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Article by Mohan Babu


Outsourcing and geopolitics

Outsourcing helps organisations focus on their core competence, relegating other non-core functions of business to specialists who can do it cheaper and more efficiently. MOHAN BABU writes that corporate America is now realising that along with the rewards of outsourcing, come the risks

In my previous column, I had talked about outsourcing and the reasons boosting the move towards outsourcing in the US. Although there are a number of compelling reasons leading to outsourcing and BPO services to India, the recent standoff between nuclear powers India and Pakistan has piqued the interest of corporate America, in not just the geopolitical climate in South East Asia, but in the outsourcing of critical services and business processes to companies in the subcontinent. A number of business and trade magazines and publications have been running articles on just this topic, questioning the dependence of core American business functions on foreign countries.

There is little doubt that outsourcing as a business model is one of the best ways for large companies and organisations to streamline their operations and cut costs. Outsourcing also helps organisations focus on their core competence, relegating other non-core functions of business to specialists who can do it cheaper and in a more efficient manner. Along with the rewards of outsourcing, come the risks. In most cases, the risks of outsourcing can be controlled and mitigated by methodical contingency planning. It is only when unexpected changes in the political or economic climate throw a spanner in the works that the executives hit the panic button.

Although the current Indo-Pak standoff has not led to a panic re-thinking in American industry, moving forward corporate leaders will probably factor the regional instability into their planning. In a climate where even companies with Indian operations, such as Hewlett-Packard, Sun and Intel too are banning non-essential travel to India, there is bound to be some thinking about the long-term impact of regional instability. Even for the Indian software sector, worth about $7.7 billion in the past year, with two-thirds of its customer base in the United States, this is a time to reflect on the long-term impact of the geopolitical changes taking place.

For the common man in India, skirmishes on the border do not spell doom, but in the current economic climate (especially after September 11) businesses in the US are really jittery at the thought of any “worst case” scenario. For some of them, outsourcing an entire BPO or system maintenance operation to India is akin to putting all the eggs in one basket.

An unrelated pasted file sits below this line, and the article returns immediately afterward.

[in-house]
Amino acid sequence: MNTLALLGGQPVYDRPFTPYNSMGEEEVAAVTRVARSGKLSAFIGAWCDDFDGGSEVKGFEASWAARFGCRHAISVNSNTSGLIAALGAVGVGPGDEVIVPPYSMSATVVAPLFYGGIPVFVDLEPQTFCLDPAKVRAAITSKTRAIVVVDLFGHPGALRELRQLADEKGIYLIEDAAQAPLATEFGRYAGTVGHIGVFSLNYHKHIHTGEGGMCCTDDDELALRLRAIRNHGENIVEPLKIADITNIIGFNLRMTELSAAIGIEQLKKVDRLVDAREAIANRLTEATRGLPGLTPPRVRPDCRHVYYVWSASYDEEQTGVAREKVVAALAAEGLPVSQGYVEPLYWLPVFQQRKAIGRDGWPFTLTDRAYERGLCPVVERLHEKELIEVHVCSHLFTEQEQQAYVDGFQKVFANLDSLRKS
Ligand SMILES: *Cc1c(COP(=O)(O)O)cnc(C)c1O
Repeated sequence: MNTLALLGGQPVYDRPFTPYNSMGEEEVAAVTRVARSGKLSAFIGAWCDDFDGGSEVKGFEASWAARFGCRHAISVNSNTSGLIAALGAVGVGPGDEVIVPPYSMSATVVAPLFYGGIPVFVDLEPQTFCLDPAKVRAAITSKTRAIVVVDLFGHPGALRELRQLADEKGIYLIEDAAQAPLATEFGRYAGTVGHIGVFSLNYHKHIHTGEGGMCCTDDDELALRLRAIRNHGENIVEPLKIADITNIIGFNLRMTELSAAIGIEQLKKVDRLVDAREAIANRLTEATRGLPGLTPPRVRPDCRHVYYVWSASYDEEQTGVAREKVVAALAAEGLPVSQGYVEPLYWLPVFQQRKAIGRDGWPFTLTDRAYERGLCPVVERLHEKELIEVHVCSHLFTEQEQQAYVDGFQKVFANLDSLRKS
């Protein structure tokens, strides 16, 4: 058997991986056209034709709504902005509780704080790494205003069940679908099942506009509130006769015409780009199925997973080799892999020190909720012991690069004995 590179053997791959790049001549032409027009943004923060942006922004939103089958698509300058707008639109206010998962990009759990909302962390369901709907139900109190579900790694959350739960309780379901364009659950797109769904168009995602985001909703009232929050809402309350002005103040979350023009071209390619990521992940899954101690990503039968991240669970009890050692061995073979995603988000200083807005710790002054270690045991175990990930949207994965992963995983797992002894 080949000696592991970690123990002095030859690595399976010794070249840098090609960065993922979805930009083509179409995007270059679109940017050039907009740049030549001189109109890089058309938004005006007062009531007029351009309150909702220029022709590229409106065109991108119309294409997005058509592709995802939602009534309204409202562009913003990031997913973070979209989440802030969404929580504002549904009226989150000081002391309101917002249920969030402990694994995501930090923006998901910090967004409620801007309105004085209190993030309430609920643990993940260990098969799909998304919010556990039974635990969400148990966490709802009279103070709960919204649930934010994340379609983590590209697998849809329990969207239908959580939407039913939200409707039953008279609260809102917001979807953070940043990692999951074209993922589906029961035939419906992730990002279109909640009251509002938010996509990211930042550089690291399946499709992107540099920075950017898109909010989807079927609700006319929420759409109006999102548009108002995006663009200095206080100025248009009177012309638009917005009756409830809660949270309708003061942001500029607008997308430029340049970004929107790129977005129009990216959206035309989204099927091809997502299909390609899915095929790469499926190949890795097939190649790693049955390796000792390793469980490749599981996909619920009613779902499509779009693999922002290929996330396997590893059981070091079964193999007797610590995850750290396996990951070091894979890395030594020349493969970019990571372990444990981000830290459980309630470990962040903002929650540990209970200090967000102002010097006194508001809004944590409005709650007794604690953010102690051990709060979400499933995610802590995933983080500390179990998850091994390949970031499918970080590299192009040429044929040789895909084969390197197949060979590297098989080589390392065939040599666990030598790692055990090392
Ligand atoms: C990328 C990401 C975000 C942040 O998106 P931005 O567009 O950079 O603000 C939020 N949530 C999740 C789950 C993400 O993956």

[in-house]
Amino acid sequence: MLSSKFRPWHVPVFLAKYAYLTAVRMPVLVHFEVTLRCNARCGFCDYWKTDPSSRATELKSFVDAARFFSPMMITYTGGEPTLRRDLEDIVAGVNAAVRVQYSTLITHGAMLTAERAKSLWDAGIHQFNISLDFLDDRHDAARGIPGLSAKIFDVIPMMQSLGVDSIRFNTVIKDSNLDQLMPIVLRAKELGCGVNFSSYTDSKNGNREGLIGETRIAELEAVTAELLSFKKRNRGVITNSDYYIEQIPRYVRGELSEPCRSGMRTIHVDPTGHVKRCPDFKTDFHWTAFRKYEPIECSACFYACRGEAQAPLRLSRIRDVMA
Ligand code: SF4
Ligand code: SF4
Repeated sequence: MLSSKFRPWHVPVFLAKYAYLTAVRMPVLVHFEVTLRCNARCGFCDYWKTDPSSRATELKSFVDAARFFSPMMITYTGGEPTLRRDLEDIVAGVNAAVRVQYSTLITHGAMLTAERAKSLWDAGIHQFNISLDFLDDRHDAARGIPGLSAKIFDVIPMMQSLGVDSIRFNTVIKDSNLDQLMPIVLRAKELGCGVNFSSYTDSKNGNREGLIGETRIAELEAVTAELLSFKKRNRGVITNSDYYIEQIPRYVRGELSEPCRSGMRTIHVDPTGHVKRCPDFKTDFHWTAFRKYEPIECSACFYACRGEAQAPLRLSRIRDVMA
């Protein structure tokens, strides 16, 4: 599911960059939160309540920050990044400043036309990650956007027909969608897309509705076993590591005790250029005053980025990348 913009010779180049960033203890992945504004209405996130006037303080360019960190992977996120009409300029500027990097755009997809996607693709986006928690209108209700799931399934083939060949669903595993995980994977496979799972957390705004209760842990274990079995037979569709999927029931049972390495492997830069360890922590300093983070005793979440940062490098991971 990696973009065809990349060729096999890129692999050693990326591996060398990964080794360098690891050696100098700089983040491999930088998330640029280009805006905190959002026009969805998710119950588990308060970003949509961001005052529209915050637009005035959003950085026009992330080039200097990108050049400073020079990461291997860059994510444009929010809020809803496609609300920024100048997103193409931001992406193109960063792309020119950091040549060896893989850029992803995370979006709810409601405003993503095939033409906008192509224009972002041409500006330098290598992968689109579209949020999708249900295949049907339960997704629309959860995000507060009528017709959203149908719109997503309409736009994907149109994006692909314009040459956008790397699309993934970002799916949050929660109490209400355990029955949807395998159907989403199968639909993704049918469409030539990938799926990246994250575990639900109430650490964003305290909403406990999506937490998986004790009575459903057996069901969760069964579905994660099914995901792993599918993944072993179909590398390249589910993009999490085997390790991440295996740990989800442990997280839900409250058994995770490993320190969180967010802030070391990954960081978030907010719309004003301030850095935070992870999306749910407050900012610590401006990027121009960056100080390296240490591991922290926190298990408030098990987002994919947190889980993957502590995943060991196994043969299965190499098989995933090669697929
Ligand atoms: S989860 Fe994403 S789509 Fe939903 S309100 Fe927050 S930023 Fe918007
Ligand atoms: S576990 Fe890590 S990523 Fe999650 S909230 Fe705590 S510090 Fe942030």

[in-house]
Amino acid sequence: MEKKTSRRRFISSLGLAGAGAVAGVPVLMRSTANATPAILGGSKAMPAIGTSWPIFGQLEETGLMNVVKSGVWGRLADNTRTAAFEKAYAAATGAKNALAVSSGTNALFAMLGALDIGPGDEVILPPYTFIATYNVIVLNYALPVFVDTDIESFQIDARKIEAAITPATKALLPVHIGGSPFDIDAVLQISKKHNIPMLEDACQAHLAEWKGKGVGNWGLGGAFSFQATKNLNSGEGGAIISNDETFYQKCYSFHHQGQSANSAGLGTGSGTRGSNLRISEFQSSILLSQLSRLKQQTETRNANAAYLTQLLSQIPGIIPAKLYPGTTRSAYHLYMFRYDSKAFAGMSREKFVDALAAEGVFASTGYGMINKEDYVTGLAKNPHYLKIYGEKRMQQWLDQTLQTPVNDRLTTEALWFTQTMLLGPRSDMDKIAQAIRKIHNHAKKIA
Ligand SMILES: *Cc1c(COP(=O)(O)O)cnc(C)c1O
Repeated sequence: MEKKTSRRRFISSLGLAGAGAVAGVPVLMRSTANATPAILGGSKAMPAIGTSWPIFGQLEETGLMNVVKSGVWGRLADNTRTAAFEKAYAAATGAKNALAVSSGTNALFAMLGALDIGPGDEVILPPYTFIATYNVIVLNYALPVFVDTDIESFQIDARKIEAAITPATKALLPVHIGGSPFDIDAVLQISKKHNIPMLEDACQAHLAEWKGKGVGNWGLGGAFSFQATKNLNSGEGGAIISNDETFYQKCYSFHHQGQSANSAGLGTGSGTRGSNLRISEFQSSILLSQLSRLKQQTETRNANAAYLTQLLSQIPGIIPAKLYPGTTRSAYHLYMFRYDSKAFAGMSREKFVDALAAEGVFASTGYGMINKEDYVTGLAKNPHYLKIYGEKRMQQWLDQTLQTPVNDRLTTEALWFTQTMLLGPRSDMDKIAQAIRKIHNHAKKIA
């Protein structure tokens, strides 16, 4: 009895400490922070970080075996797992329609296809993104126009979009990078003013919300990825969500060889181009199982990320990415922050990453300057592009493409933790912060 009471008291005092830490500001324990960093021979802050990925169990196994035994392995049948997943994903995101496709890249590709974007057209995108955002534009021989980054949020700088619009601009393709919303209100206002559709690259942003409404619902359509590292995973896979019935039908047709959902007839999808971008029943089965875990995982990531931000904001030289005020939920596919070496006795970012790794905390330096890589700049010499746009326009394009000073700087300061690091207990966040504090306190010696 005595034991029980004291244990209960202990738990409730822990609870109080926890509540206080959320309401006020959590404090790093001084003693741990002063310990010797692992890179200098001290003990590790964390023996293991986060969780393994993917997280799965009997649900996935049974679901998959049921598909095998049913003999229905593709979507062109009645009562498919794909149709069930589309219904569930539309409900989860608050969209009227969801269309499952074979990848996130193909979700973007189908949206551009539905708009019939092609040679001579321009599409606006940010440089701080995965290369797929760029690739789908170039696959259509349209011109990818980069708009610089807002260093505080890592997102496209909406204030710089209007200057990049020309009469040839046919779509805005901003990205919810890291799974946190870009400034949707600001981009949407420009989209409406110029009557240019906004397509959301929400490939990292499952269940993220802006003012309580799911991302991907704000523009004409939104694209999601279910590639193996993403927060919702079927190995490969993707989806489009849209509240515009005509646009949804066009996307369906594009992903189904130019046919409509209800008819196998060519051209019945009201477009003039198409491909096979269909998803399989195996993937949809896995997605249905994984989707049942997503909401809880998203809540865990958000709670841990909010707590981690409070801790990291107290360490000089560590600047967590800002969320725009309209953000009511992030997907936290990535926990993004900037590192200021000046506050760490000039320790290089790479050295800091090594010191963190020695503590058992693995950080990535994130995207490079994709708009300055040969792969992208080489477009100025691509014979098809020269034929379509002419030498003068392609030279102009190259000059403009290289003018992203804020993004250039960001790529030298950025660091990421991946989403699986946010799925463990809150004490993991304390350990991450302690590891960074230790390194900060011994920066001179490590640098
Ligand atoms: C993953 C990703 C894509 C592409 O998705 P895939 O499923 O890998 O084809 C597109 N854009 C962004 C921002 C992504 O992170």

Considering all the aspects of outsourcing, especially our strengths, I don’t mean to imply that Indians will lose out in the outsourcing race. On the contrary, the renewed focus in the media will only help strengthen our position in the global marketplace. However, the current situation can also be seen as a blessing in disguise. The expertise that Indians have built in global outsourcing will help us move up the value chain by “exporting” our expertise to other nations looking to move into this arena. A few nations with an English speaking populace like Philippines, Singapore, and Ireland immediately come to mind. If a few Indian companies can balance their operations by

moving a part of the operations to one or more of those countries, this will automatically provide an added level of comfort to the global clients. This would make for a win-win partnership both for Indians who can move up the value chain and for the host nations who will be glad to get a slice of the outsourcing pie.

Even for individuals, this kind of a move will help in the long run, especially as companies move up the value chain, they will be able to broaden their skill-sets and breadth of management expertise. The slightly liberal visa rules in other countries will aid Indians who wish to travel back-and-forth.

Corporate memories are short and the current conflict and risks may soon be forgotten, but Indians will be advised to start hedging their bets and take in the big picture. Becoming global outsourcers may be the next step.




About the Author

  • A Bio and profile of the author, Mohan Babu, can be found at his homepage
  • Mohan has authored a book on Offshoring and Outsourcing (Publisher McGraw Hill, India), a link to which can be found here
  • Mohan has also authored an Online book on "Life in the US," available for free download.
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    ©Mohan Babu: All Rights Reserved 2005

    Mohan Babu is an international consultant trying to find the ‘sweet spot’ where IT meets business. E-mail: mohan He is also the author of a recent book on "Offshoring IT Services"

    All rights are reserved. Mohan Babu ("Author") hereby grants permission to use, copy and distribute this document for any NON-PROFIT purpose, provided that the article is used in its complete, UNMODIFIED form including both the above Copyright notice and this permission notice. Reproducing this article by any means, including (but not limited to) printing, copying existing prints, or publishing by electronic or other means, implies full agreement to the above non-profit-use clause. Exceptions to the above, such as including the article in a compendium to be sold for profit, are permitted only by EXPLICIT PRIOR WRITTEN CONSENT of Mohan Babu. 

    Disclaimer: This document represents the personal opinions of the Author, and does not necessarily represent the opinion of the Author's employer, nor anyone other than the Author. This Article was originally published in Express Computers


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